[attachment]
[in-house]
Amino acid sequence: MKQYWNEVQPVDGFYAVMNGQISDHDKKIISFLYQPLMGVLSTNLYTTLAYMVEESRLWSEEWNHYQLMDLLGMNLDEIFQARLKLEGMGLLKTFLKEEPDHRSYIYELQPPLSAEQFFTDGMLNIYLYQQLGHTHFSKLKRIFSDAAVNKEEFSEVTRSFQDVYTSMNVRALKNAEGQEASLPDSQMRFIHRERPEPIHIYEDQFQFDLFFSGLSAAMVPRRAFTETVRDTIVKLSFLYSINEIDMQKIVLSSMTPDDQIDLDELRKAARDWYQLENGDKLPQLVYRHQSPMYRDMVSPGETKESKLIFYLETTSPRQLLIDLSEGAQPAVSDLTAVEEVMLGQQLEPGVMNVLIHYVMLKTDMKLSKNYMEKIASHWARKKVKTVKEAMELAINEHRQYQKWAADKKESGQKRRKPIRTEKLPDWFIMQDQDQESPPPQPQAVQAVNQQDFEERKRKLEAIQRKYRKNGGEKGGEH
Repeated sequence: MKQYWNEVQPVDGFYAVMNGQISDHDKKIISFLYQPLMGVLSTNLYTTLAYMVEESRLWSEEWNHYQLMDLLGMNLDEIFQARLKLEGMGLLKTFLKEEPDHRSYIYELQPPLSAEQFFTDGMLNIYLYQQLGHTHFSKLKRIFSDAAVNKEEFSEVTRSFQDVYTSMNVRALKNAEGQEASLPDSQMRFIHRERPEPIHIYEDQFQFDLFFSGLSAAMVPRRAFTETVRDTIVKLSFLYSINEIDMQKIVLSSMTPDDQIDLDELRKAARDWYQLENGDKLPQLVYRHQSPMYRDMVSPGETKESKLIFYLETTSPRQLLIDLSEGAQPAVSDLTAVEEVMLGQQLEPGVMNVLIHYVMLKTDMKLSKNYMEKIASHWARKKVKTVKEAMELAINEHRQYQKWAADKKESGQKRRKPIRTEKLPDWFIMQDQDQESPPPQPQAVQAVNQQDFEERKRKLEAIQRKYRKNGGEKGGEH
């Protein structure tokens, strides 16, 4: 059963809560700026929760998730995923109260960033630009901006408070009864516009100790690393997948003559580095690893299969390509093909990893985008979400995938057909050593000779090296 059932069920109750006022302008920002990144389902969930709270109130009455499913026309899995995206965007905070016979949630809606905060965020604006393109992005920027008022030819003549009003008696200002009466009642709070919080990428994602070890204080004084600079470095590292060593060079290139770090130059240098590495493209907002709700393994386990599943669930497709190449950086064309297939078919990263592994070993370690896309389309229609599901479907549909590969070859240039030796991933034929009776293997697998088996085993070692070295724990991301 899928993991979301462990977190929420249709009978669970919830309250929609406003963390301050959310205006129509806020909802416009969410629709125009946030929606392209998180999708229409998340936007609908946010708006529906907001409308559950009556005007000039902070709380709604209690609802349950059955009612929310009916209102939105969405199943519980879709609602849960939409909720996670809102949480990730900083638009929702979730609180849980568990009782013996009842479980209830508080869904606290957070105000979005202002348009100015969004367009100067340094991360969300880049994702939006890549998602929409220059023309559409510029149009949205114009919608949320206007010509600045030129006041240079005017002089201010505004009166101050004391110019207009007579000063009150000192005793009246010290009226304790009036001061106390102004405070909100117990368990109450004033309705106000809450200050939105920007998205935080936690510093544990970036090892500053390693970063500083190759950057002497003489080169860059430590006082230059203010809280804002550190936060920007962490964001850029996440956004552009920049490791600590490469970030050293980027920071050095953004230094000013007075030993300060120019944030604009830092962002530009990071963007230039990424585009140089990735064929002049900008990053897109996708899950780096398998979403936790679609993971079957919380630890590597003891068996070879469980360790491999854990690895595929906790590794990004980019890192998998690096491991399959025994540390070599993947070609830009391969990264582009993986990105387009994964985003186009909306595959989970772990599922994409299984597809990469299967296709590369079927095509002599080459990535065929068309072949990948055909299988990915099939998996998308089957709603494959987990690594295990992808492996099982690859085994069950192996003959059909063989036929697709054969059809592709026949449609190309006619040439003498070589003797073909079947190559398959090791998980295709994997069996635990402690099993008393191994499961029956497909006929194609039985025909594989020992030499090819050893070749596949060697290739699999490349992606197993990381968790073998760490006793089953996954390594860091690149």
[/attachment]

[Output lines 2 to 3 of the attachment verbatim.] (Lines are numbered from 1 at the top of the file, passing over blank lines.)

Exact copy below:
Amino acid sequence: MKQYWNEVQPVDGFYAVMNGQISDHDKKIISFLYQPLMGVLSTNLYTTLAYMVEESRLWSEEWNHYQLMDLLGMNLDEIFQARLKLEGMGLLKTFLKEEPDHRSYIYELQPPLSAEQFFTDGMLNIYLYQQLGHTHFSKLKRIFSDAAVNKEEFSEVTRSFQDVYTSMNVRALKNAEGQEASLPDSQMRFIHRERPEPIHIYEDQFQFDLFFSGLSAAMVPRRAFTETVRDTIVKLSFLYSINEIDMQKIVLSSMTPDDQIDLDELRKAARDWYQLENGDKLPQLVYRHQSPMYRDMVSPGETKESKLIFYLETTSPRQLLIDLSEGAQPAVSDLTAVEEVMLGQQLEPGVMNVLIHYVMLKTDMKLSKNYMEKIASHWARKKVKTVKEAMELAINEHRQYQKWAADKKESGQKRRKPIRTEKLPDWFIMQDQDQESPPPQPQAVQAVNQQDFEERKRKLEAIQRKYRKNGGEKGGEH
Repeated sequence: MKQYWNEVQPVDGFYAVMNGQISDHDKKIISFLYQPLMGVLSTNLYTTLAYMVEESRLWSEEWNHYQLMDLLGMNLDEIFQARLKLEGMGLLKTFLKEEPDHRSYIYELQPPLSAEQFFTDGMLNIYLYQQLGHTHFSKLKRIFSDAAVNKEEFSEVTRSFQDVYTSMNVRALKNAEGQEASLPDSQMRFIHRERPEPIHIYEDQFQFDLFFSGLSAAMVPRRAFTETVRDTIVKLSFLYSINEIDMQKIVLSSMTPDDQIDLDELRKAARDWYQLENGDKLPQLVYRHQSPMYRDMVSPGETKESKLIFYLETTSPRQLLIDLSEGAQPAVSDLTAVEEVMLGQQLEPGVMNVLIHYVMLKTDMKLSKNYMEKIASHWARKKVKTVKEAMELAINEHRQYQKWAADKKESGQKRRKPIRTEKLPDWFIMQDQDQESPPPQPQAVQAVNQQDFEERKRKLEAIQRKYRKNGGEKGGEH